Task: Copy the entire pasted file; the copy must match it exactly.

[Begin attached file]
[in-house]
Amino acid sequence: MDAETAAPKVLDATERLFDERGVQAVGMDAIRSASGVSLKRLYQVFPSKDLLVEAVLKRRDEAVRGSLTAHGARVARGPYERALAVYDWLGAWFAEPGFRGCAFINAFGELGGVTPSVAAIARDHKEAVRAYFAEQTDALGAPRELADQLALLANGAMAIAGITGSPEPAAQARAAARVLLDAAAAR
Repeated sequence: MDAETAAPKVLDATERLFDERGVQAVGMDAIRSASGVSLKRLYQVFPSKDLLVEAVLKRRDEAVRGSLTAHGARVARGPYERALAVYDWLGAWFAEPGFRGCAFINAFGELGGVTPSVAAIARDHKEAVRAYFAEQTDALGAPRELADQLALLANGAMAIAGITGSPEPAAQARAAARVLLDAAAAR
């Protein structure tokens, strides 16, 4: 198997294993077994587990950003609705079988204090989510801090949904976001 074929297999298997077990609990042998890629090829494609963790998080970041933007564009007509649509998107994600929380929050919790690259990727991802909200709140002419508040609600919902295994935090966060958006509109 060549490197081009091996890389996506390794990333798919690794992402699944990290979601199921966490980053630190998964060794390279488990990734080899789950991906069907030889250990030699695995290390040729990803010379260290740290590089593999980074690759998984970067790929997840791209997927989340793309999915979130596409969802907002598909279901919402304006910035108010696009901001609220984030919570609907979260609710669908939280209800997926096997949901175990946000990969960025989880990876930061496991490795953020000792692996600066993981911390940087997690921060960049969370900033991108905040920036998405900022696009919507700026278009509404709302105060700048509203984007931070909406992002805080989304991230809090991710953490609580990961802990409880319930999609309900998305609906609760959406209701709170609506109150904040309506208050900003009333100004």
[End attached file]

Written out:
[in-house]
Amino acid sequence: MDAETAAPKVLDATERLFDERGVQAVGMDAIRSASGVSLKRLYQVFPSKDLLVEAVLKRRDEAVRGSLTAHGARVARGPYERALAVYDWLGAWFAEPGFRGCAFINAFGELGGVTPSVAAIARDHKEAVRAYFAEQTDALGAPRELADQLALLANGAMAIAGITGSPEPAAQARAAARVLLDAAAAR
Repeated sequence: MDAETAAPKVLDATERLFDERGVQAVGMDAIRSASGVSLKRLYQVFPSKDLLVEAVLKRRDEAVRGSLTAHGARVARGPYERALAVYDWLGAWFAEPGFRGCAFINAFGELGGVTPSVAAIARDHKEAVRAYFAEQTDALGAPRELADQLALLANGAMAIAGITGSPEPAAQARAAARVLLDAAAAR
């Protein structure tokens, strides 16, 4: 198997294993077994587990950003609705079988204090989510801090949904976001 074929297999298997077990609990042998890629090829494609963790998080970041933007564009007509649509998107994600929380929050919790690259990727991802909200709140002419508040609600919902295994935090966060958006509109 060549490197081009091996890389996506390794990333798919690794992402699944990290979601199921966490980053630190998964060794390279488990990734080899789950991906069907030889250990030699695995290390040729990803010379260290740290590089593999980074690759998984970067790929997840791209997927989340793309999915979130596409969802907002598909279901919402304006910035108010696009901001609220984030919570609907979260609710669908939280209800997926096997949901175990946000990969960025989880990876930061496991490795953020000792692996600066993981911390940087997690921060960049969370900033991108905040920036998405900022696009919507700026278009509404709302105060700048509203984007931070909406992002805080989304991230809090991710953490609580990961802990409880319930999609309900998305609906609760959406209701709170609506109150904040309506208050900003009333100004």